Table of Contents Author Guidelines Submit a Manuscript
Journal of Drug Delivery
Volume 2017, Article ID 8563858, 8 pages
Research Article

Evaluation of Chitosan-Microcrystalline Cellulose Blends as Direct Compression Excipients

1Department of Pharmaceutics and Pharmaceutical Technology, University of Uyo, Uyo, Nigeria
2University of Abuja, Abuja, Nigeria

Correspondence should be addressed to Emmanuel O. Olorunsola; moc.oohay@oealosnurolo

Received 28 August 2017; Revised 10 November 2017; Accepted 26 November 2017; Published 19 December 2017

Academic Editor: Ali Nokhodchi

Copyright © 2017 Emmanuel O. Olorunsola et al. This is an open access article distributed under the Creative Commons Attribution License, which permits unrestricted use, distribution, and reproduction in any medium, provided the original work is properly cited.


This study was aimed at evaluating chitosan-microcrystalline cellulose blends as direct compression excipients. Crab shell chitosan, α-lactose monohydrate, and microcrystalline cellulose powders were characterized. Blends of the microcrystalline cellulose and chitosan in ratios 9 : 1, 4 : 1, 2 : 1, and 1 : 1 as direct compression excipients were made to constitute 60% of metronidazole tablets. Similar tablets containing blends of the microcrystalline cellulose and α-lactose monohydrate as well as those containing pure microcrystalline cellulose were also produced. The compact density, tensile strength, porosity, disintegration time, and dissolution rate of tablets were determined. Chitosan had higher moisture content (7.66%) and higher moisture sorption capacity (1.33%) compared to microcrystalline cellulose and lactose. It also showed better flow properties (Carr’s index of 18.9% and Hausner’s ratio of 1.23). Compact density of tablets increased but tensile strength decreased with increase in the proportion of chitosan in the binary mixtures. In contrast to lactose, the disintegration time increased and the dissolution rate decreased with increase in the proportion of chitosan. This study has shown that chitosan promotes flowability of powder mix and rapid disintegration of tablet. However, incorporation of equal proportions of microcrystalline cellulose and chitosan leads to production of extended-release tablet. Therefore, chitosan promotes tablet disintegration at low concentration and enables extended-release at higher concentration.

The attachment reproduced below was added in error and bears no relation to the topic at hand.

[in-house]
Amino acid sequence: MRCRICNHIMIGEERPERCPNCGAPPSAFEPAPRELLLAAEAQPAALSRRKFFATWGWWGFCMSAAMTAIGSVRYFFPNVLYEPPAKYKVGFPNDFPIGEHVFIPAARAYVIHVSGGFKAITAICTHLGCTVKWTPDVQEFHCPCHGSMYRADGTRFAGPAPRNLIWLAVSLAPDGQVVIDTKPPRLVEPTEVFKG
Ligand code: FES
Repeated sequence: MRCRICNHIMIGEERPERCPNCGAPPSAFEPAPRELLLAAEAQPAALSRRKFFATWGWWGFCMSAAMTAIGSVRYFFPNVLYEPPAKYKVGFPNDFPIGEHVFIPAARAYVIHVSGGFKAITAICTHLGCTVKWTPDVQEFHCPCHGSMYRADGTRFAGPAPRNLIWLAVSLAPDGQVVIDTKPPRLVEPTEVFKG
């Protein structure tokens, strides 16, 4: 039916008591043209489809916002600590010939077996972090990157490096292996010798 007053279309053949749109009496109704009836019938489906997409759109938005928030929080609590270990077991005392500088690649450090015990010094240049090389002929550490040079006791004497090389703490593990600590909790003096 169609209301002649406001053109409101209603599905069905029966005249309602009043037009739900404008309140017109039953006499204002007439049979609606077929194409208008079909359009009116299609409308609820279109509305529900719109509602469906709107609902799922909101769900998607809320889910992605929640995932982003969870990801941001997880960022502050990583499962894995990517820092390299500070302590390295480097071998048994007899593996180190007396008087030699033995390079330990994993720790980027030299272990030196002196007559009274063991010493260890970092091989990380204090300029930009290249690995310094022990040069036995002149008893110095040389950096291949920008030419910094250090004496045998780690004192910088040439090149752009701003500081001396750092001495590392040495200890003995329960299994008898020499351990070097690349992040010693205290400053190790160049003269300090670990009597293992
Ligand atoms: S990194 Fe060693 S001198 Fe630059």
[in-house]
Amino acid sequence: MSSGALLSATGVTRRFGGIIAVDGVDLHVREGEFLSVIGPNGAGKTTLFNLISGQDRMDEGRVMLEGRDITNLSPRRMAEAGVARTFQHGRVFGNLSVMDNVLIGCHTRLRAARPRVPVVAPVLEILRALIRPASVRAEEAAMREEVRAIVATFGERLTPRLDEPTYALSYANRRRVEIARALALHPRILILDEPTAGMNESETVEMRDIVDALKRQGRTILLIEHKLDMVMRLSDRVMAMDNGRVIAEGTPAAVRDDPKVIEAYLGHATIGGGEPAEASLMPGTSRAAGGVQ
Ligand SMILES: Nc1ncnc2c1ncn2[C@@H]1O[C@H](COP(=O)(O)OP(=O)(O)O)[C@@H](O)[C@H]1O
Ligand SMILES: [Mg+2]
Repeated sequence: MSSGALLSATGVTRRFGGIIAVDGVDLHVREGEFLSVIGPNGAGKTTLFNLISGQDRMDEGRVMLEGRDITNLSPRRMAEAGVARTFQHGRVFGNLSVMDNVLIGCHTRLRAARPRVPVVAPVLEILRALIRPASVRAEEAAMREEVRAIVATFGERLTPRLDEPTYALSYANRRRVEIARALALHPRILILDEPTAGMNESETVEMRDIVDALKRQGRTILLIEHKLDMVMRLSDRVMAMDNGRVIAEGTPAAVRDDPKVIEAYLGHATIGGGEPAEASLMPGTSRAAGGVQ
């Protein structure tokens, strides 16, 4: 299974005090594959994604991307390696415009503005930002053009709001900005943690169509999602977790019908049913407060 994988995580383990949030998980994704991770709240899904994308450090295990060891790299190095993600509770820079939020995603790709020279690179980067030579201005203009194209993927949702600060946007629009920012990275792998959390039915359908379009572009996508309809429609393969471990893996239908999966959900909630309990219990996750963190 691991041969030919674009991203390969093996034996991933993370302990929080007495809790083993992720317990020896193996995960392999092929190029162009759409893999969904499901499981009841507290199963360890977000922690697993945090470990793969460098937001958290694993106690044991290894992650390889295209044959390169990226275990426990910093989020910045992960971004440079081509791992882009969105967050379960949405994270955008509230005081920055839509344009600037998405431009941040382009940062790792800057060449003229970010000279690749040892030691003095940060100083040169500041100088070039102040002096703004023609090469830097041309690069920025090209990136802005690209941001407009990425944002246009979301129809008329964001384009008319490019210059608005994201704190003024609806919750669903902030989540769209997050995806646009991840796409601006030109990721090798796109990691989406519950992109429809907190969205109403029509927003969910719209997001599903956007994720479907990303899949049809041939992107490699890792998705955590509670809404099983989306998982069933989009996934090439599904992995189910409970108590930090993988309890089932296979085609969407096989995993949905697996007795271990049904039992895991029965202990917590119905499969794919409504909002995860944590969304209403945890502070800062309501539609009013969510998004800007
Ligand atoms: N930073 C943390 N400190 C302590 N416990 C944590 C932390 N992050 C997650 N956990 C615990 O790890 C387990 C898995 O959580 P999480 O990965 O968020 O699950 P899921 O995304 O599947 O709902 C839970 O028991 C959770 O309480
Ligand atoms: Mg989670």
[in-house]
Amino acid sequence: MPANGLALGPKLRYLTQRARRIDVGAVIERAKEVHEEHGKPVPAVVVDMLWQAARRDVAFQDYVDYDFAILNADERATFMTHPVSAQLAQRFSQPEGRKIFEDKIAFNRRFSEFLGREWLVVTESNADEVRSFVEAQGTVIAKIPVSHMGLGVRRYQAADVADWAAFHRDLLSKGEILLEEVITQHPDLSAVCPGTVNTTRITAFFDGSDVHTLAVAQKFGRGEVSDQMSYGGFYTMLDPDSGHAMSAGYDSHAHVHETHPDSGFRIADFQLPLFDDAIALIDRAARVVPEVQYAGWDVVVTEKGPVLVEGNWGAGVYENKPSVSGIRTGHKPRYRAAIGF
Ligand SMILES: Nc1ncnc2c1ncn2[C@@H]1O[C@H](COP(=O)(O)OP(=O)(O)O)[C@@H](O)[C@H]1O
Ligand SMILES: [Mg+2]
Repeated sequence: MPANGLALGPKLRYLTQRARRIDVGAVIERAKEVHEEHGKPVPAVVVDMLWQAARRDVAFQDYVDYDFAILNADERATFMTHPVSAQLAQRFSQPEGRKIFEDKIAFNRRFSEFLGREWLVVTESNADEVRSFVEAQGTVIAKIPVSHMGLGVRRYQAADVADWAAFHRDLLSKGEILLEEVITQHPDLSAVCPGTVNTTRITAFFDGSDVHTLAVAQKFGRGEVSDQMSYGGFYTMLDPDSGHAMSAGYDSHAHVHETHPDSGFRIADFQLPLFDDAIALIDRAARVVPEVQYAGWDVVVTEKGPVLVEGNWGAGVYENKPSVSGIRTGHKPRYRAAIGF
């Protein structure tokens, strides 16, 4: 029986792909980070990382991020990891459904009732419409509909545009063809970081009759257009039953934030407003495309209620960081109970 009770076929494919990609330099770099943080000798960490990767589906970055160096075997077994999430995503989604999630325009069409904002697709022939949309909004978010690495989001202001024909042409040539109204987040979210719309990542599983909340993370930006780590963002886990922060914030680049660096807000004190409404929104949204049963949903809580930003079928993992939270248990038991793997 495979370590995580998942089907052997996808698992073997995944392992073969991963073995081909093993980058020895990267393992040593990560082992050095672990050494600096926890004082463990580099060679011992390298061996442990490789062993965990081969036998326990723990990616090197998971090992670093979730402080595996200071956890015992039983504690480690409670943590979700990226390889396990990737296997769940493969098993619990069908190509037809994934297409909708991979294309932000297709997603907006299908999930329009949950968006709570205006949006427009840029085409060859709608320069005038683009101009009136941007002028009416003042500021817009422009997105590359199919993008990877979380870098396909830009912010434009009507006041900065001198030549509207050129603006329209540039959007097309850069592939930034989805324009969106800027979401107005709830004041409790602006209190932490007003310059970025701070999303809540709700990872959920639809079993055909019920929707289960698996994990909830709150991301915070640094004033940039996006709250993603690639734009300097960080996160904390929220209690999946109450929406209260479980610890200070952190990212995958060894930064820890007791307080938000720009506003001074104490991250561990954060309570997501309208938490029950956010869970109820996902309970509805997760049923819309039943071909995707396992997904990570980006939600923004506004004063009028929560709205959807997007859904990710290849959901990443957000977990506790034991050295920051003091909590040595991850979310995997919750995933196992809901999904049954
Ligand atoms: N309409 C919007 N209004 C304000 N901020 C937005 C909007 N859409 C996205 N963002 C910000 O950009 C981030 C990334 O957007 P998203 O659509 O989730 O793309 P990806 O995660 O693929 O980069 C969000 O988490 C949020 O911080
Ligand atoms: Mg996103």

1. Introduction

Direct compression is the most preferred of all methods of tableting as it saves both time and energy [1]. In this method, tablets are compressed directly from the powder blends of active ingredients and suitable excipients [2]. Direct compression is suitable for moisture and heat-sensitive materials. However, it has some disadvantages such as possibility of particle size stratification which can lead to poor content uniformity, difficulty in formulation of large dose drugs, generation of static charge while handling the dry materials, and possible interaction between the diluents and the drug [3].

The desired properties of excipients for direct compression are powder fluidity, good compressibility, low moisture sensitivity, and rapid disintegration action [2, 4]. Combination of two or more excipients with different desirable properties enhances the manufacturing process and/or product performance. The quality of a delivery system is determined by its manufacturing process and the performance of the dosage form [5].

Microcrystalline cellulose (MCC) is a white crystalline powder composed of agglomerated porous microfibres [6]. The popularity of this excipient in direct compression is due to its extremely good bonding properties as a dry binder and formation of tablets with good mechanical strength. However, its flow properties are relatively poor because of its small particle size; and it exhibits low bulk density because of its particle shape [7]. Larger particles of this polymer have better flowability and lubricity but lower compressibility [7]. Since microcrystalline cellulose has some limitations, addition of another excipient that will augment the required properties for direct compression is desirable.